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This movie has such a large and talented cast, and most of them managed to be misused. There is a lot to talk about with the characters and actors, so I’ll start with the supporting cast. J.K. Simmons was a great pick for Jim Gordon, while I would’ve liked to have seen more of him, he served his purpose well enough. Shame we’ll never see him reprise his role. Jeremy Irons as Alfred Pennyworth is also once again a delight, despite all the changes that happened in the movie, I had no problem with him or the way he was utilised. Billy Crudup makes a brief appearance as Barry Allen’s father, his scene with Ezra Miller’s Barry early on is legitimately good, and I hope Crudup returns for The Flash movie. Connie Nielson also reprised her role as Hippolyta, Diana’s mother in one of the better scenes of the movie, while she’s like in only two scenes at most she did pretty well. The rest of the supporting cast had issues though. Zack Snyder in both Man of Steel and Batman v Superman (the Ultimate Edition at least) made Lois Lane, played by Amy Adams, a prominent part of the plot. With all the cutting done here though, all she’s left to do is to be there for Superman to see her, so that he could stop being crazy. Justice League is the debut of Mera, played by Amber Heard. While she wasn’t going to have a big role, it seems that they cut down scenes with her. The end result didn’t give Mera the best impression. Thankfully Aquaman gave audiences a much better impression of her, and showcased her a lot better. Ciaran Hinds plays the villain of Steppenwolf and a lot of people really thought he was terrible. I actually ended up liking Steppenwolf more than most people, I don’t think he’s one of the worst comic book movie villains like a lot of people found him. However, he’s not that good of a character or villain either. The thing is, outside of some cliché villain lines and some horrible CGI, the individual scenes with him aren’t bad. The problem is that all the development and depth with him is just missing. Hinds prior to the movie talked about how Steppenwolf was different as a villain, and he had a certain way of playing him. It’s not surprise that after the movie was released, he was unsatisfied with the end product, particularly with how pretty much all of his backstory was removed. There is something I realised while watching Justice League for the first time. Unless you are at least aware of some comic book knowledge about Steppenwolf, Darkseid, the parademons and Apokalips, you have no idea what’s happening with them. Steppenwolf at one point in one of his speeches says “for Darkseid” but the general audience doesn’t know who that it, or even necessarily that he’s referring to a person and not a planet or whatever. For all the exposition that the reshoots dump out, they never really gave them a solid explanation outside of a vague description.

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I’ll talk about the League itself, from best to worst, in terms of who comes across the best. First of all Cyborg played by Ray Fisher was actually quite a surprise. Fisher added a lot with his performance, and the CGI on him didn’t distract too much (only occasionally). There was also his connection with his father Silas Stone, but it also seems like their scenes together were changed, maybe in an attempt to lighten the movie up. Like with a lot of the movie, he’s held back from much of his arc being removed from the movie. It’s a shame that I’m not sure if we’ll ever see him again on screen. Gal Gadot as Wonder Woman is also good, though at a lower level compared to her previous appearances. Jason Momoa’s Aquaman really doesn’t get much to do here, having some of the same problems as the rest of the league with their arcs not being fleshed out or their origins just briefly explained. I’m just glad that Momoa at least got his own movie to show off his potential. Ezra Miller is a very talented actor, but his Flash seemed to be really negatively affected by reshoots. Since Barry Allen seemed to be quite comedic for the movie to begin with, it seemed they leaned in heavy with this and made him even more hyper, comedic and over the top. As I said he did have a really good scene with Billy Crudup, and it was a genuinely heartfelt scene, so he can definitely work in the role. However for the most part, he’s reduced to just being the comedic relief, and I really hope his solo movie (if it ever gets released) shows him off a lot better.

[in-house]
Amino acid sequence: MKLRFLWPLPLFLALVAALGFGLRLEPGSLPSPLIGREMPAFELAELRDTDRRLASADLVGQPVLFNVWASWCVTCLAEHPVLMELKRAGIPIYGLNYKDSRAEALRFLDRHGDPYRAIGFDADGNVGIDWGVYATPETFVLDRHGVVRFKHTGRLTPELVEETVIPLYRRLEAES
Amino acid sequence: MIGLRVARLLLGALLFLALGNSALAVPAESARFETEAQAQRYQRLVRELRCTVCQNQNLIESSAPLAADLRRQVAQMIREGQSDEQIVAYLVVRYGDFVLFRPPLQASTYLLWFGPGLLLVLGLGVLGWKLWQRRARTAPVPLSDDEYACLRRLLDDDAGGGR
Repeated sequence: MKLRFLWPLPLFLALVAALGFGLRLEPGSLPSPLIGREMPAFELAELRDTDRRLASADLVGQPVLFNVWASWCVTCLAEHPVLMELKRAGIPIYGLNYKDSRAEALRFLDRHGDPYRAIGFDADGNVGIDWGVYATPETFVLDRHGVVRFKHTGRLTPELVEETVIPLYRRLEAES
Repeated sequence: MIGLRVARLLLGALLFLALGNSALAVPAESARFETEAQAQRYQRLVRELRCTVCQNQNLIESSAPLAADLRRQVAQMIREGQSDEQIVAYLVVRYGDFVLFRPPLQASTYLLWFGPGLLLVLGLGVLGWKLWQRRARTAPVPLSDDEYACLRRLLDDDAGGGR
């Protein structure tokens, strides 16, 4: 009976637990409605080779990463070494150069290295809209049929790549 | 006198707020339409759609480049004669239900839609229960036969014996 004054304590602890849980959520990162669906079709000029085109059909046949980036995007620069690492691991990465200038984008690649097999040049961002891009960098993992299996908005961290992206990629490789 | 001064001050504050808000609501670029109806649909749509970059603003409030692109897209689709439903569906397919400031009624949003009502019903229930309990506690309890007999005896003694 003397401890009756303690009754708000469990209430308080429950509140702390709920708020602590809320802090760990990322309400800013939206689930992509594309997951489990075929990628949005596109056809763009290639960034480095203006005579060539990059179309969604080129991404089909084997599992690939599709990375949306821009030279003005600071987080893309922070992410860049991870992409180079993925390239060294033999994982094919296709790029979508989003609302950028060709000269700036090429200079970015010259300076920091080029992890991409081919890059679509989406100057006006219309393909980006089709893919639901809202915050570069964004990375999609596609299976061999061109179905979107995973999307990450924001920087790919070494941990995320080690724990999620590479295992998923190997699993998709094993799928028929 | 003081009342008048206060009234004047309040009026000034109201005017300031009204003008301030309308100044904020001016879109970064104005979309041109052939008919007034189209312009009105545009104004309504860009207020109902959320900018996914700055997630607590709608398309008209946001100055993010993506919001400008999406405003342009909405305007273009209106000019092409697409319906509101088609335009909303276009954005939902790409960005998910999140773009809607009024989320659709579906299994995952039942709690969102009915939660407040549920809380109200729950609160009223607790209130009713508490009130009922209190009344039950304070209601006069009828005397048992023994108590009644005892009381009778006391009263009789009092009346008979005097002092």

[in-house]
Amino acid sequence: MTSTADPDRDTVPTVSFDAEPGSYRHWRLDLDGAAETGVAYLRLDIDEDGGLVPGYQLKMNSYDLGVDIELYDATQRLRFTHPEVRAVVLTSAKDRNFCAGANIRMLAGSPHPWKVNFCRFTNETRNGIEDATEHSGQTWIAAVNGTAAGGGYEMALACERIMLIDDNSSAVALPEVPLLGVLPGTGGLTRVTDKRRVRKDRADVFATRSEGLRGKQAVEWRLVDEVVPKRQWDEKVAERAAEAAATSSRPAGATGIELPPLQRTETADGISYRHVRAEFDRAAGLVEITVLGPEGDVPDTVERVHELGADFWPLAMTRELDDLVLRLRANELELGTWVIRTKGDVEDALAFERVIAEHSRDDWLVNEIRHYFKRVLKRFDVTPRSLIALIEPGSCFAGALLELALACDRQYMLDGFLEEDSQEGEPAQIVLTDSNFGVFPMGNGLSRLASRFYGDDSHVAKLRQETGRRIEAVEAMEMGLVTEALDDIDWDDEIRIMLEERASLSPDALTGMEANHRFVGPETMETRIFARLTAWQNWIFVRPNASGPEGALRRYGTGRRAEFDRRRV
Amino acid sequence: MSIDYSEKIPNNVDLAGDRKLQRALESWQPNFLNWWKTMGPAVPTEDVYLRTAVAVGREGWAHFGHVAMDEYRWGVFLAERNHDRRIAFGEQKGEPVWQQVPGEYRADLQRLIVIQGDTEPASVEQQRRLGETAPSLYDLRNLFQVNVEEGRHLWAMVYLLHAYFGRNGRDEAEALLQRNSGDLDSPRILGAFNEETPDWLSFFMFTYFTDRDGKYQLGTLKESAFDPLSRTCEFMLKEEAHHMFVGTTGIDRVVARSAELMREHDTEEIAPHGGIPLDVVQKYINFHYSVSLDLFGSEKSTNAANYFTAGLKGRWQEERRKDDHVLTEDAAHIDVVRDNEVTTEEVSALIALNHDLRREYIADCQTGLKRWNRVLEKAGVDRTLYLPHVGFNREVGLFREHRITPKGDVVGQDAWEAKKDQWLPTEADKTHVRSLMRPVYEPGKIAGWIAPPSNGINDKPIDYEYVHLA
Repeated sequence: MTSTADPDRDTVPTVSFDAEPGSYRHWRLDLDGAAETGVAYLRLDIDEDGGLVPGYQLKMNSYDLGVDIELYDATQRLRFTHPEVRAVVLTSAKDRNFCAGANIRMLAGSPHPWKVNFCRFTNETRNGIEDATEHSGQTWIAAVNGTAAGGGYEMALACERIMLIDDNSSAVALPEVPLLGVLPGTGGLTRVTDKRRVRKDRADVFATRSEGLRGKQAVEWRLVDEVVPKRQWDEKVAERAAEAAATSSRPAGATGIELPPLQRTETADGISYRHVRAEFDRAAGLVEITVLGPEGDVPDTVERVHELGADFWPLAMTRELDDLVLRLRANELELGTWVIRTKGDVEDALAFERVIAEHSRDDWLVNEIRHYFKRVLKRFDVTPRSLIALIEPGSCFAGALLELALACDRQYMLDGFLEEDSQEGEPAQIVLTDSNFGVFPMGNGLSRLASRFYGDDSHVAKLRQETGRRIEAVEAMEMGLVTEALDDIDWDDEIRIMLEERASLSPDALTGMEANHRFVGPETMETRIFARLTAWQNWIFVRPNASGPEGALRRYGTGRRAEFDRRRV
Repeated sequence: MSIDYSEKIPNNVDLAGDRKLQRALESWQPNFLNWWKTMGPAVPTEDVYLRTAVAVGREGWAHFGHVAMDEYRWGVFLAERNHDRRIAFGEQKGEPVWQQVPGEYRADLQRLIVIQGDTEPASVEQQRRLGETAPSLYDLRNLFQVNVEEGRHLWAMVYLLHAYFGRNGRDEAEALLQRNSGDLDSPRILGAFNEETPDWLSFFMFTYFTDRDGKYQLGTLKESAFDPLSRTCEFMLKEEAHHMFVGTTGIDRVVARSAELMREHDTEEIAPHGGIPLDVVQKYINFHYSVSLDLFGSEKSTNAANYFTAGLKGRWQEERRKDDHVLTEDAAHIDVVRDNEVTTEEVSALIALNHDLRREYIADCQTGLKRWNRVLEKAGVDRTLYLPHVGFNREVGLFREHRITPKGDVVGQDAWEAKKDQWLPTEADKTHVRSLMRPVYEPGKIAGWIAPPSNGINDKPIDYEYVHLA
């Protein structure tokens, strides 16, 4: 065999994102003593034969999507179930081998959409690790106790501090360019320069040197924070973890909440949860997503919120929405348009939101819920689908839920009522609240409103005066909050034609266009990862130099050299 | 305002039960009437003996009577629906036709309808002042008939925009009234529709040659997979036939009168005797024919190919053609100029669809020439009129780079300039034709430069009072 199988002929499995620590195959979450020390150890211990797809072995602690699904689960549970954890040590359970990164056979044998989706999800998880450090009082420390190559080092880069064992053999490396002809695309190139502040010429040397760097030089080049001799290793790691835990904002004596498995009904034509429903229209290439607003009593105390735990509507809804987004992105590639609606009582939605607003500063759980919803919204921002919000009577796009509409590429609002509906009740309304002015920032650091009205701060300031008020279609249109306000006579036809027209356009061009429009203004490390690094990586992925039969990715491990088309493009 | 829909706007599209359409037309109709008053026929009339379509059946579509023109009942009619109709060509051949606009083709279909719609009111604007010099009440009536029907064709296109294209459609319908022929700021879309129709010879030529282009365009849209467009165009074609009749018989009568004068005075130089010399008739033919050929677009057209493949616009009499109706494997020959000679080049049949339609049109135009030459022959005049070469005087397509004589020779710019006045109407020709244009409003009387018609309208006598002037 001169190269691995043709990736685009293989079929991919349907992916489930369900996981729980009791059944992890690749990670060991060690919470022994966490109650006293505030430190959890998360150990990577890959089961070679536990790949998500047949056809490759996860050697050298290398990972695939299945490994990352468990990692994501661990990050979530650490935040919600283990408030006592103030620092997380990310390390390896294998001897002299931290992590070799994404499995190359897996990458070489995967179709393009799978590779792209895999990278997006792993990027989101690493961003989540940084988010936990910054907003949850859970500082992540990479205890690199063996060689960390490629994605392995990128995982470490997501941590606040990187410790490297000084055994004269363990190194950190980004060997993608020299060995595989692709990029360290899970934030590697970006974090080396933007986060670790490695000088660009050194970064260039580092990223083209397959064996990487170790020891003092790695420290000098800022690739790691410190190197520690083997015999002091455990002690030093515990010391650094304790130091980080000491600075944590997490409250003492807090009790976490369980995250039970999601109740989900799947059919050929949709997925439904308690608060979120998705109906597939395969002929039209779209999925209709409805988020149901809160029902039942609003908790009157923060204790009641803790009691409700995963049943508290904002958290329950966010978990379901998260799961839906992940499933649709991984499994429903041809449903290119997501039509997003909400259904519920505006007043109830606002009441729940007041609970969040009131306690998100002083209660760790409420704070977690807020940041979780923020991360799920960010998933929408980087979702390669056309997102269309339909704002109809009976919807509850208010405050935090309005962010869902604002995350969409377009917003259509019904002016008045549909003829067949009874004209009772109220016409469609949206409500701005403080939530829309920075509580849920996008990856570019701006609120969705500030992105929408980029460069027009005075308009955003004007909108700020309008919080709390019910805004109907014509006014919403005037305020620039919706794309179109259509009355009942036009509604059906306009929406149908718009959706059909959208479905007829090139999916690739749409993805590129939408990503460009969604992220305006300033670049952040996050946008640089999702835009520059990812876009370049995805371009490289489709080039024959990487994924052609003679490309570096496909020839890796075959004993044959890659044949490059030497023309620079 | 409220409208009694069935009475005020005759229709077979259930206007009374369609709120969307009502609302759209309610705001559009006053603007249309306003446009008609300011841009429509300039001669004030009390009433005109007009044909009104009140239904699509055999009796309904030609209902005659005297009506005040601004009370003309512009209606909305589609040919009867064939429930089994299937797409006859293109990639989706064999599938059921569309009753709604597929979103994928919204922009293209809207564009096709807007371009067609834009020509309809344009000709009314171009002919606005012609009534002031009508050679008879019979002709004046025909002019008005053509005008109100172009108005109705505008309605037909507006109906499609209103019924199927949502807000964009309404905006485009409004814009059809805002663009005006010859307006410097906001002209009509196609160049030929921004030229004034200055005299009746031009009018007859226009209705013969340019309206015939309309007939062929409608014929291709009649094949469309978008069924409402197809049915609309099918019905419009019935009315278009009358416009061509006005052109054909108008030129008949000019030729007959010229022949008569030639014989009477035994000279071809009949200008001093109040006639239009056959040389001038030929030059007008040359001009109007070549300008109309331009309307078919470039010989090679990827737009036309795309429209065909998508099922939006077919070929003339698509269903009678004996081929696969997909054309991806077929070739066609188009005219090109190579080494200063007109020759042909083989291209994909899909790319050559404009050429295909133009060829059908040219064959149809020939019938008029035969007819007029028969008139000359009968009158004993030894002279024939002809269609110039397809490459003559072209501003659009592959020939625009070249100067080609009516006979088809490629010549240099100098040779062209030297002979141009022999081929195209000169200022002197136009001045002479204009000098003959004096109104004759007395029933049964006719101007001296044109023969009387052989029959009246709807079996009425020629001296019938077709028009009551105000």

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Now for the two of the League that fare the worst, Batman and Superman. Zack Snyder and Chris Terrio were going to take Batman in a less dark direction compared to Batman v Superman and they even said this. It didn’t seem enough, as the reshoots seemed to redo a lot of his original scenes. Even though he wasn’t going to be as dark as he was in BvS, apparently Batman in this movie was originally supposed to be on like a suicide mission, so they had a strong intention of where to take him. WB and/or Joss Whedon however didn’t just trim off some edginess or darkness, they flat out removed almost all of it. What we are left with is a Batman that is not dark at all. He’s not quite George Clooney Batman but he’s definitely in Val Kilmer territory, but actually he’s worse because even Kilmer’s version at least acknowledged that Bruce Wayne was quite a dark individual. Going from BvS to this, he just feels very off. Affleck in the Snyder footage looks like he’s playing his part fine enough. In the Whedon footage however, he either looks like Ben Affleck playing himself saying the lines or just looked really unhappy and doesn’t want to be there (which is very likely the case). Honestly the way he sometimes acts in some of the reshoots is like he’s acting in a Late Night Talk Show skit for Justice League, rather than the actual movie itself. It was a real shame that this would be the last time we’ll be seeing him as Batman.